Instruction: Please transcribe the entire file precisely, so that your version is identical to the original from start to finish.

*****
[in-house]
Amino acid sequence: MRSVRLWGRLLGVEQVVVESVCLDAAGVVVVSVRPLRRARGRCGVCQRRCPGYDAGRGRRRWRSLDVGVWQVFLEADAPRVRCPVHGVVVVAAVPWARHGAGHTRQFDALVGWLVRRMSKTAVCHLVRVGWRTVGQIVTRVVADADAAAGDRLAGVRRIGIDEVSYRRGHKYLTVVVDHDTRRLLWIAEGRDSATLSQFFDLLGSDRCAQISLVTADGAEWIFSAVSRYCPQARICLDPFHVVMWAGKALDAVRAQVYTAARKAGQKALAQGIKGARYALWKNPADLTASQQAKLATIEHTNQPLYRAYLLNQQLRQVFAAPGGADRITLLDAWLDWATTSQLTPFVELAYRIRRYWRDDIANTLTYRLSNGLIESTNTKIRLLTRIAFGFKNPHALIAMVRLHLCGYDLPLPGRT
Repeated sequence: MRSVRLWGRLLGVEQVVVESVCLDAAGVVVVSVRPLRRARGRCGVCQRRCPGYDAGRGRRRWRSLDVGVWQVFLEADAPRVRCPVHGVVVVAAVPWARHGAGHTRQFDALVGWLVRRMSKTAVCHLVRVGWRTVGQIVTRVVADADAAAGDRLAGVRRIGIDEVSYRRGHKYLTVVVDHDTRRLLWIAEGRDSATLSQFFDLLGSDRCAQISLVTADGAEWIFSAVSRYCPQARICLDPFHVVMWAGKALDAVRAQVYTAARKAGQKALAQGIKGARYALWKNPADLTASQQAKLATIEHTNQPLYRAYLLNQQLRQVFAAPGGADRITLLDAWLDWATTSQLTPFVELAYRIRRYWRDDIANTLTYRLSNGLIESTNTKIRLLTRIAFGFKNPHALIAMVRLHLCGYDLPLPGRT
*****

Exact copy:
[in-house]
Amino acid sequence: MRSVRLWGRLLGVEQVVVESVCLDAAGVVVVSVRPLRRARGRCGVCQRRCPGYDAGRGRRRWRSLDVGVWQVFLEADAPRVRCPVHGVVVVAAVPWARHGAGHTRQFDALVGWLVRRMSKTAVCHLVRVGWRTVGQIVTRVVADADAAAGDRLAGVRRIGIDEVSYRRGHKYLTVVVDHDTRRLLWIAEGRDSATLSQFFDLLGSDRCAQISLVTADGAEWIFSAVSRYCPQARICLDPFHVVMWAGKALDAVRAQVYTAARKAGQKALAQGIKGARYALWKNPADLTASQQAKLATIEHTNQPLYRAYLLNQQLRQVFAAPGGADRITLLDAWLDWATTSQLTPFVELAYRIRRYWRDDIANTLTYRLSNGLIESTNTKIRLLTRIAFGFKNPHALIAMVRLHLCGYDLPLPGRT
Repeated sequence: MRSVRLWGRLLGVEQVVVESVCLDAAGVVVVSVRPLRRARGRCGVCQRRCPGYDAGRGRRRWRSLDVGVWQVFLEADAPRVRCPVHGVVVVAAVPWARHGAGHTRQFDALVGWLVRRMSKTAVCHLVRVGWRTVGQIVTRVVADADAAAGDRLAGVRRIGIDEVSYRRGHKYLTVVVDHDTRRLLWIAEGRDSATLSQFFDLLGSDRCAQISLVTADGAEWIFSAVSRYCPQARICLDPFHVVMWAGKALDAVRAQVYTAARKAGQKALAQGIKGARYALWKNPADLTASQQAKLATIEHTNQPLYRAYLLNQQLRQVFAAPGGADRITLLDAWLDWATTSQLTPFVELAYRIRRYWRDDIANTLTYRLSNGLIESTNTKIRLLTRIAFGFKNPHALIAMVRLHLCGYDLPLPGRT